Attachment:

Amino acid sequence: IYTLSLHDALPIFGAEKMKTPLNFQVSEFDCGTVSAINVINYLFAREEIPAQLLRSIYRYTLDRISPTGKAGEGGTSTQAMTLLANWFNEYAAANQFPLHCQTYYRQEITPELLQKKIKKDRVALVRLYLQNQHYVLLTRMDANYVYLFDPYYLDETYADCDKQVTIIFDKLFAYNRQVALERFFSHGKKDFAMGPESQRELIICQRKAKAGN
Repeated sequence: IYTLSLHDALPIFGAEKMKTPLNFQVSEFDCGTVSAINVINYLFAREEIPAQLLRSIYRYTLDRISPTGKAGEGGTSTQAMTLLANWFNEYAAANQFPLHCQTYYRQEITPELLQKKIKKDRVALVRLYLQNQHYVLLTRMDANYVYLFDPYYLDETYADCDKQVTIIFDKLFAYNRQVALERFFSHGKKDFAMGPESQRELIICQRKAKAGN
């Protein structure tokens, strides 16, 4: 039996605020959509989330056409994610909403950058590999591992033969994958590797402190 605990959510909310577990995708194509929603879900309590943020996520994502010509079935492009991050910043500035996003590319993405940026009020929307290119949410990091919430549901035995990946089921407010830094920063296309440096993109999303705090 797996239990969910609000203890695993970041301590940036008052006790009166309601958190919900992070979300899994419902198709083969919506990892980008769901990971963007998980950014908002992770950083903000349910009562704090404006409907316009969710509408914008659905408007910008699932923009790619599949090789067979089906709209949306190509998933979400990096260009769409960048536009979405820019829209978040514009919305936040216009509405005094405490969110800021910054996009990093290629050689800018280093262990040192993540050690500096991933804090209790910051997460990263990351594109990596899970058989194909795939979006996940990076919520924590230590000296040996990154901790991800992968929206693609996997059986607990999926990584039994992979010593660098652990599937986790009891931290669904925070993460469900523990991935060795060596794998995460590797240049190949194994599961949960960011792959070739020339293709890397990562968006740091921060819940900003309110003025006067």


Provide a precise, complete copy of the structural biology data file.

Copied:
Amino acid sequence: IYTLSLHDALPIFGAEKMKTPLNFQVSEFDCGTVSAINVINYLFAREEIPAQLLRSIYRYTLDRISPTGKAGEGGTSTQAMTLLANWFNEYAAANQFPLHCQTYYRQEITPELLQKKIKKDRVALVRLYLQNQHYVLLTRMDANYVYLFDPYYLDETYADCDKQVTIIFDKLFAYNRQVALERFFSHGKKDFAMGPESQRELIICQRKAKAGN
Repeated sequence: IYTLSLHDALPIFGAEKMKTPLNFQVSEFDCGTVSAINVINYLFAREEIPAQLLRSIYRYTLDRISPTGKAGEGGTSTQAMTLLANWFNEYAAANQFPLHCQTYYRQEITPELLQKKIKKDRVALVRLYLQNQHYVLLTRMDANYVYLFDPYYLDETYADCDKQVTIIFDKLFAYNRQVALERFFSHGKKDFAMGPESQRELIICQRKAKAGN
């Protein structure tokens, strides 16, 4: 039996605020959509989330056409994610909403950058590999591992033969994958590797402190 605990959510909310577990995708194509929603879900309590943020996520994502010509079935492009991050910043500035996003590319993405940026009020929307290119949410990091919430549901035995990946089921407010830094920063296309440096993109999303705090 797996239990969910609000203890695993970041301590940036008052006790009166309601958190919900992070979300899994419902198709083969919506990892980008769901990971963007998980950014908002992770950083903000349910009562704090404006409907316009969710509408914008659905408007910008699932923009790619599949090789067979089906709209949306190509998933979400990096260009769409960048536009979405820019829209978040514009919305936040216009509405005094405490969110800021910054996009990093290629050689800018280093262990040192993540050690500096991933804090209790910051997460990263990351594109990596899970058989194909795939979006996940990076919520924590230590000296040996990154901790991800992968929206693609996997059986607990999926990584039994992979010593660098652990599937986790009891931290669904925070993460469900523990991935060795060596794998995460590797240049190949194994599961949960960011792959070739020339293709890397990562968006740091921060819940900003309110003025006067």